Doug was feeling unwell again, which was another reason we wanted to push on to Cochabamba so we’d have some services and have time to get that last part for the truck bought and installed before Christine and Mark arrive on Friday.
We arrived at a camping spot at five which is in a northeastern burb of Cochabamba called Tiquipaya. We had sort of reserved ahead of time via WhatsApp. The owner is not always around so he likes to know when you are coming so he can be sure to let you in. Javier is an architect who has created his own little paradise with a funky house, office, a tree house, a very unique set of outdoor bathroom block with an almost outdoor hot shower and a fish pond that he’s currently building an “underwater” room in so you can view the fish. There are cool sounding frogs at night and Wi-Fi, albeit on the slow side. The grass is green and the services and clean. We just fit under the archway gate but could not fit under the next decorative gate into the main camping area so we stayed put inside the entryway. The night was a quiet one and we awoke refreshed after a long driving day.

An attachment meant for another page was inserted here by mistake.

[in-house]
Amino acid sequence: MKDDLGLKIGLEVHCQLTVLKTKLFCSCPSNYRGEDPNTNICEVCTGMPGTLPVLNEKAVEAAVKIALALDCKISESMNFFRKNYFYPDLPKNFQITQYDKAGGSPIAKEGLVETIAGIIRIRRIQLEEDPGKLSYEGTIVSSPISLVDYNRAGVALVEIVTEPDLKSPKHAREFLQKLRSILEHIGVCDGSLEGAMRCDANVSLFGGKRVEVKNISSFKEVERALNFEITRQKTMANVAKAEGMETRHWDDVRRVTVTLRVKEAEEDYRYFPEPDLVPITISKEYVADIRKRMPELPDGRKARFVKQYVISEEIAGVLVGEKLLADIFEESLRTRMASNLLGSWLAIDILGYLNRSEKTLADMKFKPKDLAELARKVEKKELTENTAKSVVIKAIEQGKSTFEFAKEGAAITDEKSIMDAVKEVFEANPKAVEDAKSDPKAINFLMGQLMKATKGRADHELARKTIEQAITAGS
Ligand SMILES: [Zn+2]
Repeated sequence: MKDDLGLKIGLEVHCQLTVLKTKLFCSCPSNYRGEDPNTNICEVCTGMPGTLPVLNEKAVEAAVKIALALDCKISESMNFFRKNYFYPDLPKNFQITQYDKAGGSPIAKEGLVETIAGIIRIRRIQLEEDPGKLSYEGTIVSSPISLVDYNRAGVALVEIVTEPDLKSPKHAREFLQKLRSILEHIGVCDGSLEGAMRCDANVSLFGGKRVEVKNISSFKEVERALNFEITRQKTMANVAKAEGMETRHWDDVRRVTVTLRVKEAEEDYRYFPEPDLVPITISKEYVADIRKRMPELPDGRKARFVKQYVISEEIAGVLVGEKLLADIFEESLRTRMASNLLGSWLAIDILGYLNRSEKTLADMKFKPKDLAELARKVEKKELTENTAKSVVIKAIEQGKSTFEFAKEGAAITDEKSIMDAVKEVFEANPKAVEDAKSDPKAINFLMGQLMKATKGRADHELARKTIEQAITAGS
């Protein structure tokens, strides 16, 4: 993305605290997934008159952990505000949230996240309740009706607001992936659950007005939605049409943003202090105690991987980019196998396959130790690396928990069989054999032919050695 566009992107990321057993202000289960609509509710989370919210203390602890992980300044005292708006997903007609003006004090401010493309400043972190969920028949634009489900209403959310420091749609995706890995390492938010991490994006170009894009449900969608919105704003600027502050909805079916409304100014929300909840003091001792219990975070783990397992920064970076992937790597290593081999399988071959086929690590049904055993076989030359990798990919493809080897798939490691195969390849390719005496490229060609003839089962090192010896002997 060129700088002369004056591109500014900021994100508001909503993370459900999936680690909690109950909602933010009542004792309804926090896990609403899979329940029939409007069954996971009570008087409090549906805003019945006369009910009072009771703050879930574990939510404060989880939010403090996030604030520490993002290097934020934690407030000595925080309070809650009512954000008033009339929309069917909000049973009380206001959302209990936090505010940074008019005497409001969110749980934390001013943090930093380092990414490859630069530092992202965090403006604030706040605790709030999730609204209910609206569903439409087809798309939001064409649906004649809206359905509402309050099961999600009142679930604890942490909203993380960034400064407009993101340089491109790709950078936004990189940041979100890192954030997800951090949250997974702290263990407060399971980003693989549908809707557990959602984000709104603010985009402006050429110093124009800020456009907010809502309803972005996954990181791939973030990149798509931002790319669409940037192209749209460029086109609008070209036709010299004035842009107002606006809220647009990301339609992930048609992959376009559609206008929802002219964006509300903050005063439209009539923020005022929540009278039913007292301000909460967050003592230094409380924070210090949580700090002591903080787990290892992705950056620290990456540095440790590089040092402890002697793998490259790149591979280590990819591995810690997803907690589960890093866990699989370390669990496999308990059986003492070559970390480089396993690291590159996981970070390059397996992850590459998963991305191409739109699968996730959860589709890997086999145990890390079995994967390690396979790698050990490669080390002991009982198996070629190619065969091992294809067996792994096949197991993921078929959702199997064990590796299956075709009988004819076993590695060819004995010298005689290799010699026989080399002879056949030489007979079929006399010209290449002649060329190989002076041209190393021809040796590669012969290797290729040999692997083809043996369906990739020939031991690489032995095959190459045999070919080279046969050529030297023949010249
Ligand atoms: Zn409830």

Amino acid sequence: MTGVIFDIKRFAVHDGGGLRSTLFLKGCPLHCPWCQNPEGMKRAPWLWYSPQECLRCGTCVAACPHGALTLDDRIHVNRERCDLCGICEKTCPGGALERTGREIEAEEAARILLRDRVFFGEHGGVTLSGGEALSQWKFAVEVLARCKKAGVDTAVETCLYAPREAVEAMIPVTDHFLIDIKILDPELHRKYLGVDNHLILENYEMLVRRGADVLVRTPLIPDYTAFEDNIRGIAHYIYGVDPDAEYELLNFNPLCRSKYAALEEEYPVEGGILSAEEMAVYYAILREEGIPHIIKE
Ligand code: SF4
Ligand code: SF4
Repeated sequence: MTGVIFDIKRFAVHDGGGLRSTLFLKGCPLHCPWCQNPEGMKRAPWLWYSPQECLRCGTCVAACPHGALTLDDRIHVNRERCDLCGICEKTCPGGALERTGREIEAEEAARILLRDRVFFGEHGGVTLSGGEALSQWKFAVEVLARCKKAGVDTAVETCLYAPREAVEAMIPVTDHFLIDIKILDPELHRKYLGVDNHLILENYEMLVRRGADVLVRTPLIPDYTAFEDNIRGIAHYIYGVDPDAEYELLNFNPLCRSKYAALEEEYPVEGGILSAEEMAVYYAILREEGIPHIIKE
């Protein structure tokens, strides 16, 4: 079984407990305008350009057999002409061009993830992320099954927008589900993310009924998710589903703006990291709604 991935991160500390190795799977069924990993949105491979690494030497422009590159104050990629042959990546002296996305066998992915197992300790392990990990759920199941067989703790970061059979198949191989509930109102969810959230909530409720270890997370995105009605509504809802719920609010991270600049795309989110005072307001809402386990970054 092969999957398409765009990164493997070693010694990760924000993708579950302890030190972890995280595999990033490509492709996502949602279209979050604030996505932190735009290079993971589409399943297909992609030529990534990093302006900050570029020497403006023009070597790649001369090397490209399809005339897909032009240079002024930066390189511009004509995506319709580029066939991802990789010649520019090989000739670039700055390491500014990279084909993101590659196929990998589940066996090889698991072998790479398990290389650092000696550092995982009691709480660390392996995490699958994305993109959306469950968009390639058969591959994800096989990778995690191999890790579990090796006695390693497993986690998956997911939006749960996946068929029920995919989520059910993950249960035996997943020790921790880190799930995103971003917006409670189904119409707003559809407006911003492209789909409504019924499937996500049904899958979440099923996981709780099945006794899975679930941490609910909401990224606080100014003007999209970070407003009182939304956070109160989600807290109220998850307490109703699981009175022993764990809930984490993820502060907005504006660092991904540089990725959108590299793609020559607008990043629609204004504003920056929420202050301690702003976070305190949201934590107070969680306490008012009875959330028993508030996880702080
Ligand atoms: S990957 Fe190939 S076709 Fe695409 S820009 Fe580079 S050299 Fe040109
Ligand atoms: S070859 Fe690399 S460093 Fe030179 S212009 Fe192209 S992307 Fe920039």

Cochabamba is Bolivia’s fourth largest city and is its “Medellin” with spring like weather year round and surrounded by mountains. Temps are currently reaching the mid 20’s C / mid 70’sF dropping to the single digits Celsius / mid 40’s F at night. It’s been sunny every day so far and there’s no humidity.
Fun fact: one of Cochabamba’s sister cities is Miami, FL.